This week’s theme is reduplication.
Muipidan uses partial reduplication to mark noun plurals (e.g. lilihmük’ide [ˈli.lɪˌm̥y.kʼɪ.də] “apples”, from lihmük’ide [ˈli.m̥ʏˌkʼi.də] “apple”), but nouns can also be fully reduplicated to indicate either “a diverse group of X” (e.g. lihmülihmük’ide “assortment of apples”) or “X and the stuff associated with X” (e.g. kaseykaseytede “kitchenware”, from kaseytede [ˈka.zɛjˌte.də] “spoon”).
Kharulian doesn’t do much with reduplication, but in an earlier post we met the “days of Christmas” construction, used to name time periods and events, which sometimes has a reduplicative character. Let’s see another example: anghwémiil alnaghwemira [anˈɣʷe.miːɫ aɫ.na.ɣʷeˈmi.ra] “friendly debate”, literally “the arguers are arguing”.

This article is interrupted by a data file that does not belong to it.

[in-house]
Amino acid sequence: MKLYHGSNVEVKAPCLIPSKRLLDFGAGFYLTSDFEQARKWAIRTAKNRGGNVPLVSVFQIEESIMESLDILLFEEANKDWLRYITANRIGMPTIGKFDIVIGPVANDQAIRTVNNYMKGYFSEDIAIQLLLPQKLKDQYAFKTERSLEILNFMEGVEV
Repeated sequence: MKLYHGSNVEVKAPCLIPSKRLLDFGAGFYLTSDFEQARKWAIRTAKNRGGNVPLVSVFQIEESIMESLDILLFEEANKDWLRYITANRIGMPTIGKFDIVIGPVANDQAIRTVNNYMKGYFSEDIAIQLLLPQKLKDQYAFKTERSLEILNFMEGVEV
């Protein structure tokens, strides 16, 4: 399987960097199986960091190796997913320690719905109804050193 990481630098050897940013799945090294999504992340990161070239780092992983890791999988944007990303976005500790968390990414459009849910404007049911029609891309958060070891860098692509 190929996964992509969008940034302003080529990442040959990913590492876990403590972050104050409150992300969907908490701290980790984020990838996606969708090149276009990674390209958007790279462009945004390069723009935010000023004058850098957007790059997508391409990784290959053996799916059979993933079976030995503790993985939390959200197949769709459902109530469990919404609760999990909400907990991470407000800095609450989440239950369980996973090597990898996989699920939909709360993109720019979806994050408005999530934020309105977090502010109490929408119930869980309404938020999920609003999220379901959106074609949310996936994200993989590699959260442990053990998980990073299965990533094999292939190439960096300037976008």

Nitherian uses partial reduplication on verbs to mark habitual actions; for example, vimo [ˈvi.mo] “he is hot (right now)” can become vivimo [viˈvi.mo] “he is (always) hot”; tsesosa opa [tseˈso.sa ˈo.pa] “I’m eating a banana” can become tsezesosa opa [tse.zeˈso.sa ˈo.pa] “I (like to) eat bananas”. But this kind of reduplication is also used to form habitual subject nouns: vovoslo [voˈvo.ɬo] “sailor” from vosloslo [voˈɬo.ɬo] “to sail”; chachnpya [tɕaˈtɕn̩.pja] “cadet” from chnpya [ˈtɕn̩.pja] “to be trained as a soldier”.